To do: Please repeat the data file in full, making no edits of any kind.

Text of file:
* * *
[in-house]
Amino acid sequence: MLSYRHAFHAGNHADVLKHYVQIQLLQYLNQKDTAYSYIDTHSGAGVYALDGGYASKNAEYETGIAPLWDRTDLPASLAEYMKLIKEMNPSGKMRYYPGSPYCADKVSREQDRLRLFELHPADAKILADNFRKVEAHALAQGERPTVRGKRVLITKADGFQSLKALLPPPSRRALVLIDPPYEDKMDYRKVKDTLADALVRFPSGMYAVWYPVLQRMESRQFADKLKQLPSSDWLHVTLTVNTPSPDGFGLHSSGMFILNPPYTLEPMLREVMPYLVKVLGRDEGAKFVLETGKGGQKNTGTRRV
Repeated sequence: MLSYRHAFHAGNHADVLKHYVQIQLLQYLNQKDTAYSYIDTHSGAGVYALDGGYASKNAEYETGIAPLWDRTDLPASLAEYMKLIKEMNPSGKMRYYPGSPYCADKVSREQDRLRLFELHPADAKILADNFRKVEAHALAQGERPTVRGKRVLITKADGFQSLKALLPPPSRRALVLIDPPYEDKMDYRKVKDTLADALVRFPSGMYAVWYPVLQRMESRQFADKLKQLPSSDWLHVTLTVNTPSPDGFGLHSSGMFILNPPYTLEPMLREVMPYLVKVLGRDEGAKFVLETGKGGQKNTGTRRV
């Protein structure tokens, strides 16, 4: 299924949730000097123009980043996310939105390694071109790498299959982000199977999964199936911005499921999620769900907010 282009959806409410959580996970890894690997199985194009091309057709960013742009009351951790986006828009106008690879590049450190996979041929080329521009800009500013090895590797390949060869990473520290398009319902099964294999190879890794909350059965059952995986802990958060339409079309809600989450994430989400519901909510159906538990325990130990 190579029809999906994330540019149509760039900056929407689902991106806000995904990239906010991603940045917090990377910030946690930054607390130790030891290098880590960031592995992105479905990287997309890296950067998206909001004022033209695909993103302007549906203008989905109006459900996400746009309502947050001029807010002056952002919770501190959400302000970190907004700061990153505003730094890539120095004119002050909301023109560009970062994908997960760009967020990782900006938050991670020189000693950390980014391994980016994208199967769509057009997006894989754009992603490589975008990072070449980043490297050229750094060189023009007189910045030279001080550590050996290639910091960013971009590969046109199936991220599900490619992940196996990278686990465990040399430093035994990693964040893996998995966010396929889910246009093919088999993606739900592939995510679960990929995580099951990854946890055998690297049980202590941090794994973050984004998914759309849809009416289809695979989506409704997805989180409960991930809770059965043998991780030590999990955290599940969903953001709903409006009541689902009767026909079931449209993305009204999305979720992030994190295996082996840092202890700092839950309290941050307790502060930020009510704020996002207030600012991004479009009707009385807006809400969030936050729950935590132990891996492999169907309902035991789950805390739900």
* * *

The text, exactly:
[in-house]
Amino acid sequence: MLSYRHAFHAGNHADVLKHYVQIQLLQYLNQKDTAYSYIDTHSGAGVYALDGGYASKNAEYETGIAPLWDRTDLPASLAEYMKLIKEMNPSGKMRYYPGSPYCADKVSREQDRLRLFELHPADAKILADNFRKVEAHALAQGERPTVRGKRVLITKADGFQSLKALLPPPSRRALVLIDPPYEDKMDYRKVKDTLADALVRFPSGMYAVWYPVLQRMESRQFADKLKQLPSSDWLHVTLTVNTPSPDGFGLHSSGMFILNPPYTLEPMLREVMPYLVKVLGRDEGAKFVLETGKGGQKNTGTRRV
Repeated sequence: MLSYRHAFHAGNHADVLKHYVQIQLLQYLNQKDTAYSYIDTHSGAGVYALDGGYASKNAEYETGIAPLWDRTDLPASLAEYMKLIKEMNPSGKMRYYPGSPYCADKVSREQDRLRLFELHPADAKILADNFRKVEAHALAQGERPTVRGKRVLITKADGFQSLKALLPPPSRRALVLIDPPYEDKMDYRKVKDTLADALVRFPSGMYAVWYPVLQRMESRQFADKLKQLPSSDWLHVTLTVNTPSPDGFGLHSSGMFILNPPYTLEPMLREVMPYLVKVLGRDEGAKFVLETGKGGQKNTGTRRV
């Protein structure tokens, strides 16, 4: 299924949730000097123009980043996310939105390694071109790498299959982000199977999964199936911005499921999620769900907010 282009959806409410959580996970890894690997199985194009091309057709960013742009009351951790986006828009106008690879590049450190996979041929080329521009800009500013090895590797390949060869990473520290398009319902099964294999190879890794909350059965059952995986802990958060339409079309809600989450994430989400519901909510159906538990325990130990 190579029809999906994330540019149509760039900056929407689902991106806000995904990239906010991603940045917090990377910030946690930054607390130790030891290098880590960031592995992105479905990287997309890296950067998206909001004022033209695909993103302007549906203008989905109006459900996400746009309502947050001029807010002056952002919770501190959400302000970190907004700061990153505003730094890539120095004119002050909301023109560009970062994908997960760009967020990782900006938050991670020189000693950390980014391994980016994208199967769509057009997006894989754009992603490589975008990072070449980043490297050229750094060189023009007189910045030279001080550590050996290639910091960013971009590969046109199936991220599900490619992940196996990278686990465990040399430093035994990693964040893996998995966010396929889910246009093919088999993606739900592939995510679960990929995580099951990854946890055998690297049980202590941090794994973050984004998914759309849809009416289809695979989506409704997805989180409960991930809770059965043998991780030590999990955290599940969903953001709903409006009541689902009767026909079931449209993305009204999305979720992030994190295996082996840092202890700092839950309290941050307790502060930020009510704020996002207030600012991004479009009707009385807006809400969030936050729950935590132990891996492999169907309902035991789950805390739900």